Some APPNs go on to earn PhDs, MDs, or JDs. APPNs work in hospitals, private practices, and behavioral health/addiction clinics.

Nursing Salary by Geography

Location greatly impacts nursing salaries, so it’s important to research locations before accepting a position. Factors such as cost of living, quality of facilities, and job demand affect what employers offer full-time nurses.

Registered Nurses

According to the BLS, in May 2021 registered nurses, including travel nurses, pediatric nurses, and labor and delivery nurses, had the highest employment in California, Texas, New York, Florida, and Pennsylvania. However, they were most concentrated in South Dakota, West Virginia, North Dakota, and Delaware. The highest paying locations were California, Hawai‘i, Oregon, Washington DC, and Alaska.

  • California: $124,000
  • Hawai‘i: $106,530
  • Oregon: $98,630,
  • Washington DC: $98,540
  • Alaska: $97,230

The states with the lowest salaries were Alabama, South Dakota, Mississippi, Iowa, and Arkansas.

  • Alabama: $60,230
  • South Dakota: $60,960
  • Mississippi: $61,250
  • Iowa: $62,570
  • Arkansas: $63,640

Nurse Practitioners

According to the BLS, in May 2021 nurse practitioners and psychiatric nurses were in need everywhere, but they were mostly employed in Texas, California, New York, Florida, and Tennessee. Tennessee, Mississippi, West Virginia, Alaska, and Missouri had the highest concentration of nurse practitioners. The highest-paying locations for nurse practitioners were:

  • California: $151,830
  • New Jersey: $137,010
  •  New York: $133,940
  • Washington: $130,840
  • Massachusetts: $129,540

In contrast, the lowest salaries were in Hawai‘i, Tennessee, Alabama, Florida, and South Carolina.

  • Hawai‘i: $82,490
  • Tennessee: $99,370
  • Alabama: $99,790
  • Florida: $101,060
  • South Carolina: $101,190

Why the Discrepancy?

Salary depends on many factors, but considering geography highlights a specific issue. Publicly-funded health care facilities depend on lawmakers who determine how much funding facilities receive. States that have well-funded healthcare facilities can afford to pay their nurses better. At the same time, some states with nursing shortages are willing to pay more for new hires.

Nursing Salary by Work Setting

Nurses can work in a variety of different settings. Hospitals, government organizations, and outpatient clinics all pay different rates. Another factor that can affect salary is whether or not an employer is private or public.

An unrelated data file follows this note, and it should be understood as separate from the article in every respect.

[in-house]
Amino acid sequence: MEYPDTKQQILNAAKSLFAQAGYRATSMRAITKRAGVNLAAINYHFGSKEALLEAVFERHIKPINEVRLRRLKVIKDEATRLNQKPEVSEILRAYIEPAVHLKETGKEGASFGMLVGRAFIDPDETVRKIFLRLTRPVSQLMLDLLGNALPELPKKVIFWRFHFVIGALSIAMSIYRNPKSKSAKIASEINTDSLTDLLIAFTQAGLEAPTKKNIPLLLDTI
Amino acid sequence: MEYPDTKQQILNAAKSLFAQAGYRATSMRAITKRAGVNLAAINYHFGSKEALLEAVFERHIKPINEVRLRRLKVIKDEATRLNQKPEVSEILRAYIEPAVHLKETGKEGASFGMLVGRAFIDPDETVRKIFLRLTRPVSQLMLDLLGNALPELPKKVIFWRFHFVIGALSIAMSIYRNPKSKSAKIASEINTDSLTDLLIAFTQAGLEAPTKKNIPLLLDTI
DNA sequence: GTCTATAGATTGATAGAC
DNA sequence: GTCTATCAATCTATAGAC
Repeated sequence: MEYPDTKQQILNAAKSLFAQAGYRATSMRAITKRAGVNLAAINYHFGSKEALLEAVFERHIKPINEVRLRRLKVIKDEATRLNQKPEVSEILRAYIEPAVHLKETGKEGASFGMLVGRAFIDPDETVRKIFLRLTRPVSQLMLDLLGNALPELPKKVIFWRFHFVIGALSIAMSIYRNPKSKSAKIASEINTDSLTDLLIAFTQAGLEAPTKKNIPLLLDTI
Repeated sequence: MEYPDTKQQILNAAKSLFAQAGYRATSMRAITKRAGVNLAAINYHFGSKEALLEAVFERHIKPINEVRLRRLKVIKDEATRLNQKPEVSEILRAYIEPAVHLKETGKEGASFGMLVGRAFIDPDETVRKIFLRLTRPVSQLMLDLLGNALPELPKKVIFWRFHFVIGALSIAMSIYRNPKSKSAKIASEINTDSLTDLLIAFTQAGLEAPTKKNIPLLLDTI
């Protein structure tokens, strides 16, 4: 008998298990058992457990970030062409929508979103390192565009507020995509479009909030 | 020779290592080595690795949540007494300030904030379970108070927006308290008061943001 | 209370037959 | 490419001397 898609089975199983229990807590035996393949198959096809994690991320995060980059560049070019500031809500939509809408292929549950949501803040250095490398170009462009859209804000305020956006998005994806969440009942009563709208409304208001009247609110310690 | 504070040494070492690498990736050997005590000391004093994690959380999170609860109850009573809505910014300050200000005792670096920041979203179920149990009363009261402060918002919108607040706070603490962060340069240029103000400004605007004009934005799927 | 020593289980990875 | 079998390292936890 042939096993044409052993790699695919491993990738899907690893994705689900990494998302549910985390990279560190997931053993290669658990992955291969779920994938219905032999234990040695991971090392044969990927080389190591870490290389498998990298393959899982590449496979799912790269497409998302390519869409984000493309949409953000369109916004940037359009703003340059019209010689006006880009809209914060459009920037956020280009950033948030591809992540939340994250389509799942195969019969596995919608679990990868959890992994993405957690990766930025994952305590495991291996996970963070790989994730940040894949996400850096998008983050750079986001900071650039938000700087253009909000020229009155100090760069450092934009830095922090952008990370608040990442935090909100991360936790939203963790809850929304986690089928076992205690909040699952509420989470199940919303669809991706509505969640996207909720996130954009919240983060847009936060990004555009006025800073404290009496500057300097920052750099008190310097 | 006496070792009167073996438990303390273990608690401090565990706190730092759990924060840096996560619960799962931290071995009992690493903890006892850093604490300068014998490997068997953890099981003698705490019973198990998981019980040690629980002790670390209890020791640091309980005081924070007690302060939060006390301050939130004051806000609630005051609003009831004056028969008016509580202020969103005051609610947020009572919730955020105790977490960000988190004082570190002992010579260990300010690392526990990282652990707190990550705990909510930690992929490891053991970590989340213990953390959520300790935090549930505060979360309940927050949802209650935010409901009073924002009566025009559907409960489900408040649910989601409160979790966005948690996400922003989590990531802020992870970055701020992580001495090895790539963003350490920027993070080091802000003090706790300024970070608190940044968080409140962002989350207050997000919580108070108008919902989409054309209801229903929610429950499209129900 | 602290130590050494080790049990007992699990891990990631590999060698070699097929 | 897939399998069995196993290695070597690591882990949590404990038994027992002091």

Registered Nurses

A registered nurse can work in a full range of settings. They may choose a specific health care facility based on their experience, specialization, and interest in advancing to nursing leadership. According to the BLS, in May 2021 the industries and sectors that paid the highest median annual RN salaries were:

  • Government: $85,970
  • Hospitals: $78,070
  • Ambulatory health care services: $76,700
  • Nursing or residential care: $72,420
  • Educational settings: $61,780

Nurse Practitioners

Nurse practitioners may have more education and experience than registered nurses, but their pay is also dependent on where they work. According to the BLS, in May 2021 the industries that paid the highest median annual RN salaries were:

  • Outpatient clinics: $128,190
  • Hospitals: $128,190
  • Physicians’ offices: $104,790
  • Other health care offices: $104,790
  • Educational settings: $102,680

What Impacts Salary Most?

Funding is the largest factor that impacts how much a particular employer can or will pay a nurse annually. Rural facilities face nursing shortages, so they may offer sign-on bonuses to encourage nurses to stay in their communities. Job competition is high in urban areas, but jobs may pay better. A 2022 study by the Chartis Group found 53% of rural facilities are hiring more travel nurses as permanent nurses move to better paying jobs.

Public facilities need to apply for funding, and how much they receive will influence how much they are able to pay their nurses. Finally, a facility may also choose to spend funds in other areas, such as on equipment, instead of paying nurses more. They may also allocate funding for continuing education, certifications, and training, rather than give that money to nurses directly as salary.

Your Nursing Salary

Your potential salary depends on a variety of factors that may or may not be in your control. These include location, facility, your nursing specialization, and experience. Before accepting a job offer, research the facility and what other nursing professionals make in a similar position. Consider the cost of living and potential career expenses, such as the need for continuing education and future certifications. If you’re currently working as a nurse, explore potential ways to increase your salary and gain more experience.